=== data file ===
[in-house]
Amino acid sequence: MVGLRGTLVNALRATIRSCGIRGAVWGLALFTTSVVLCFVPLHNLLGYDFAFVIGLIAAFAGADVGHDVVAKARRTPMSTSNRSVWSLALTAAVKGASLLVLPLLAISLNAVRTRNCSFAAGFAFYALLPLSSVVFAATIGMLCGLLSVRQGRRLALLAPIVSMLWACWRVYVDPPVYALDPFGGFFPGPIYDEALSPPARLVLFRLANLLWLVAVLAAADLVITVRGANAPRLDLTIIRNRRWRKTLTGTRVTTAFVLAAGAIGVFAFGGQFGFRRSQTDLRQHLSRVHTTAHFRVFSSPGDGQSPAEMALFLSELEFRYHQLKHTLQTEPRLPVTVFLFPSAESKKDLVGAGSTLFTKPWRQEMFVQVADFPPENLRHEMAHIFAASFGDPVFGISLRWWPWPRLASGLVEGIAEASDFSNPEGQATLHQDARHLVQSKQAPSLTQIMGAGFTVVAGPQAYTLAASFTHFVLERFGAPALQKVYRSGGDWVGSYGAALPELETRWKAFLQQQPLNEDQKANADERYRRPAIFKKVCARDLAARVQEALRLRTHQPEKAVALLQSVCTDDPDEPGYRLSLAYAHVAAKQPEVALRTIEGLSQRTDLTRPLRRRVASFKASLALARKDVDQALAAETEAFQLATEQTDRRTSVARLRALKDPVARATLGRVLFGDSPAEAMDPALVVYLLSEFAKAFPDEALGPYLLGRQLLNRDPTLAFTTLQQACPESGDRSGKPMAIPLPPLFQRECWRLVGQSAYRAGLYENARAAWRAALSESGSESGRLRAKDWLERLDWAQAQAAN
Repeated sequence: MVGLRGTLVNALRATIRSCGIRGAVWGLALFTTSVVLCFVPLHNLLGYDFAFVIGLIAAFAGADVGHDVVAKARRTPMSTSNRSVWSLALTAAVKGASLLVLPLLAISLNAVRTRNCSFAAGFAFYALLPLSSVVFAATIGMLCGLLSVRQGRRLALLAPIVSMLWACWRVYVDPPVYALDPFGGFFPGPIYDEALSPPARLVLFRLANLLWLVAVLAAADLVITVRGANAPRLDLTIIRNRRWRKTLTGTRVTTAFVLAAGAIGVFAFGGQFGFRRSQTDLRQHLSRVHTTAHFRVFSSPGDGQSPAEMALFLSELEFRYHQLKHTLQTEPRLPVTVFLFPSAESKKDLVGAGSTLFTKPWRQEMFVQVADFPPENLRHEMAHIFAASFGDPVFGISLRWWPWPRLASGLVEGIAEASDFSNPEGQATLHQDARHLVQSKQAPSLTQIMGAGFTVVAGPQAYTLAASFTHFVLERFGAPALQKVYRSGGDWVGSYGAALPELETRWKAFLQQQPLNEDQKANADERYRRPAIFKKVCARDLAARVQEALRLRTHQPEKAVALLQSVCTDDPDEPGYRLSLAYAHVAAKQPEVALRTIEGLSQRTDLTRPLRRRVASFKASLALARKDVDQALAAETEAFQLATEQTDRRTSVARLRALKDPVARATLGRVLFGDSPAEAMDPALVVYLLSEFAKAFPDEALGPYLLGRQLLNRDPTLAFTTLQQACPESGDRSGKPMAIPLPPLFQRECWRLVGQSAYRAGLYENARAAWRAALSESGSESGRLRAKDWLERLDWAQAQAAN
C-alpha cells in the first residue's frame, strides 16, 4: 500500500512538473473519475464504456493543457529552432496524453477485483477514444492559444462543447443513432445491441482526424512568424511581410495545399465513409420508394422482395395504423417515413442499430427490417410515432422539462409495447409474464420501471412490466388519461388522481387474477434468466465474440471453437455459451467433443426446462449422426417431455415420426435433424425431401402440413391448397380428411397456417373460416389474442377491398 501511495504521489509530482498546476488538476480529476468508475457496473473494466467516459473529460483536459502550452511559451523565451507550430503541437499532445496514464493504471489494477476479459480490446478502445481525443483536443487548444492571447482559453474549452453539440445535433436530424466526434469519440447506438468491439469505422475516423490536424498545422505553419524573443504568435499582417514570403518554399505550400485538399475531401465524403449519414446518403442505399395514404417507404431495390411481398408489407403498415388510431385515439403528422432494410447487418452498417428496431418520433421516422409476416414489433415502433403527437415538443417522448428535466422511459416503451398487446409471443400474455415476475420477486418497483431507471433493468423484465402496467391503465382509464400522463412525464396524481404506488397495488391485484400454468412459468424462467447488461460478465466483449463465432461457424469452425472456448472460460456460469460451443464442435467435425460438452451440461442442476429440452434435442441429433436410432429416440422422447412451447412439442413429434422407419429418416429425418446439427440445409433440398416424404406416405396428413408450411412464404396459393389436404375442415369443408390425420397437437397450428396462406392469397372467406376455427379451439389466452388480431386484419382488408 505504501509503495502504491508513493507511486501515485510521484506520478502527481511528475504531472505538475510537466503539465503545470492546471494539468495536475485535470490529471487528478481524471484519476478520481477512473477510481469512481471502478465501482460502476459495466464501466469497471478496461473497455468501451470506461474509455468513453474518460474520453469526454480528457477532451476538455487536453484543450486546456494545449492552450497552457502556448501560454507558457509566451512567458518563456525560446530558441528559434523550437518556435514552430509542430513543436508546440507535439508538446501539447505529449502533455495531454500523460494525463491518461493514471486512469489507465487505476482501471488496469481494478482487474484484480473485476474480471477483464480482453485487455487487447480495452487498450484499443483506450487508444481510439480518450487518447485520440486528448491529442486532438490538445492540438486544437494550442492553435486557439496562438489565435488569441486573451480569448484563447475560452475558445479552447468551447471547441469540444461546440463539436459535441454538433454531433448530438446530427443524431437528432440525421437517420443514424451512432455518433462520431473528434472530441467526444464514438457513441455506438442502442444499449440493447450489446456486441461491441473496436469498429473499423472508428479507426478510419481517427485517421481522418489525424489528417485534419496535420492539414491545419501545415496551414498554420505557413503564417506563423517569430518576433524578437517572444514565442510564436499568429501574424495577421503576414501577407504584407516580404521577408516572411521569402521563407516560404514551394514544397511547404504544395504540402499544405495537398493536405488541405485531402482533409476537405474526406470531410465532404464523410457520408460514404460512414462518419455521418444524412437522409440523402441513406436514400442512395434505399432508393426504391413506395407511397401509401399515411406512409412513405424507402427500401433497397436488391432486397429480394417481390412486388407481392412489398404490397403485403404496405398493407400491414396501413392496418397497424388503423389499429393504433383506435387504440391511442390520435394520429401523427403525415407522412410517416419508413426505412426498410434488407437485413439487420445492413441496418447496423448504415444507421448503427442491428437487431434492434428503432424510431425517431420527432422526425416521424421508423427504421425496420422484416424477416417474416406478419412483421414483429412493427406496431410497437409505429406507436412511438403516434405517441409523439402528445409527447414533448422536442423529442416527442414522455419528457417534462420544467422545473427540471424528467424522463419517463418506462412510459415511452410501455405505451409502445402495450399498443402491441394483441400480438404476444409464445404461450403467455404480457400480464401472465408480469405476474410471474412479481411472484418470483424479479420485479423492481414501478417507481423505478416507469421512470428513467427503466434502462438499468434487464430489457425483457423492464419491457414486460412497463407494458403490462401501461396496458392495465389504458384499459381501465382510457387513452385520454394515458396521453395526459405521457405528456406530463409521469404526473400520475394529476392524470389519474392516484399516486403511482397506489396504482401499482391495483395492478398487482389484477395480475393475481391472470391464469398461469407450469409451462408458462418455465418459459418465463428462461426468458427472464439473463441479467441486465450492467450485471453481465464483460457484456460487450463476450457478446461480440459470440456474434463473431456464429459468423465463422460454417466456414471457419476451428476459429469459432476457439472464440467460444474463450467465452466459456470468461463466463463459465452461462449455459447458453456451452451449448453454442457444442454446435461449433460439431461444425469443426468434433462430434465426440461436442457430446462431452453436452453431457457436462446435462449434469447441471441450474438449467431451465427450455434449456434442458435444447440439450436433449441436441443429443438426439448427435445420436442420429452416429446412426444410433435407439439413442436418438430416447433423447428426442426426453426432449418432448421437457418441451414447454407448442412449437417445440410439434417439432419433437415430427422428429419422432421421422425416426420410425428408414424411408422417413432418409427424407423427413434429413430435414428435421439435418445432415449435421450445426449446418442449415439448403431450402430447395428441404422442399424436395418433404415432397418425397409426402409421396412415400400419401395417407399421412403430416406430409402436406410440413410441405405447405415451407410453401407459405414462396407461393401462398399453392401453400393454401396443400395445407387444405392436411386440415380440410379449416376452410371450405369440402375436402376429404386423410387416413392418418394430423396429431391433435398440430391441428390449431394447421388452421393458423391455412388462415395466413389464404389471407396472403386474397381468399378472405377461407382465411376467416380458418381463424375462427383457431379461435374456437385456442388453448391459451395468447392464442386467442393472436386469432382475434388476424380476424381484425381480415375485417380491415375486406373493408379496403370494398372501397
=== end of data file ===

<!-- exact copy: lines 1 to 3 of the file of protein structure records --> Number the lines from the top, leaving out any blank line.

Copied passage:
[in-house]
Amino acid sequence: MVGLRGTLVNALRATIRSCGIRGAVWGLALFTTSVVLCFVPLHNLLGYDFAFVIGLIAAFAGADVGHDVVAKARRTPMSTSNRSVWSLALTAAVKGASLLVLPLLAISLNAVRTRNCSFAAGFAFYALLPLSSVVFAATIGMLCGLLSVRQGRRLALLAPIVSMLWACWRVYVDPPVYALDPFGGFFPGPIYDEALSPPARLVLFRLANLLWLVAVLAAADLVITVRGANAPRLDLTIIRNRRWRKTLTGTRVTTAFVLAAGAIGVFAFGGQFGFRRSQTDLRQHLSRVHTTAHFRVFSSPGDGQSPAEMALFLSELEFRYHQLKHTLQTEPRLPVTVFLFPSAESKKDLVGAGSTLFTKPWRQEMFVQVADFPPENLRHEMAHIFAASFGDPVFGISLRWWPWPRLASGLVEGIAEASDFSNPEGQATLHQDARHLVQSKQAPSLTQIMGAGFTVVAGPQAYTLAASFTHFVLERFGAPALQKVYRSGGDWVGSYGAALPELETRWKAFLQQQPLNEDQKANADERYRRPAIFKKVCARDLAARVQEALRLRTHQPEKAVALLQSVCTDDPDEPGYRLSLAYAHVAAKQPEVALRTIEGLSQRTDLTRPLRRRVASFKASLALARKDVDQALAAETEAFQLATEQTDRRTSVARLRALKDPVARATLGRVLFGDSPAEAMDPALVVYLLSEFAKAFPDEALGPYLLGRQLLNRDPTLAFTTLQQACPESGDRSGKPMAIPLPPLFQRECWRLVGQSAYRAGLYENARAAWRAALSESGSESGRLRAKDWLERLDWAQAQAAN
Repeated sequence: MVGLRGTLVNALRATIRSCGIRGAVWGLALFTTSVVLCFVPLHNLLGYDFAFVIGLIAAFAGADVGHDVVAKARRTPMSTSNRSVWSLALTAAVKGASLLVLPLLAISLNAVRTRNCSFAAGFAFYALLPLSSVVFAATIGMLCGLLSVRQGRRLALLAPIVSMLWACWRVYVDPPVYALDPFGGFFPGPIYDEALSPPARLVLFRLANLLWLVAVLAAADLVITVRGANAPRLDLTIIRNRRWRKTLTGTRVTTAFVLAAGAIGVFAFGGQFGFRRSQTDLRQHLSRVHTTAHFRVFSSPGDGQSPAEMALFLSELEFRYHQLKHTLQTEPRLPVTVFLFPSAESKKDLVGAGSTLFTKPWRQEMFVQVADFPPENLRHEMAHIFAASFGDPVFGISLRWWPWPRLASGLVEGIAEASDFSNPEGQATLHQDARHLVQSKQAPSLTQIMGAGFTVVAGPQAYTLAASFTHFVLERFGAPALQKVYRSGGDWVGSYGAALPELETRWKAFLQQQPLNEDQKANADERYRRPAIFKKVCARDLAARVQEALRLRTHQPEKAVALLQSVCTDDPDEPGYRLSLAYAHVAAKQPEVALRTIEGLSQRTDLTRPLRRRVASFKASLALARKDVDQALAAETEAFQLATEQTDRRTSVARLRALKDPVARATLGRVLFGDSPAEAMDPALVVYLLSEFAKAFPDEALGPYLLGRQLLNRDPTLAFTTLQQACPESGDRSGKPMAIPLPPLFQRECWRLVGQSAYRAGLYENARAAWRAALSESGSESGRLRAKDWLERLDWAQAQAAN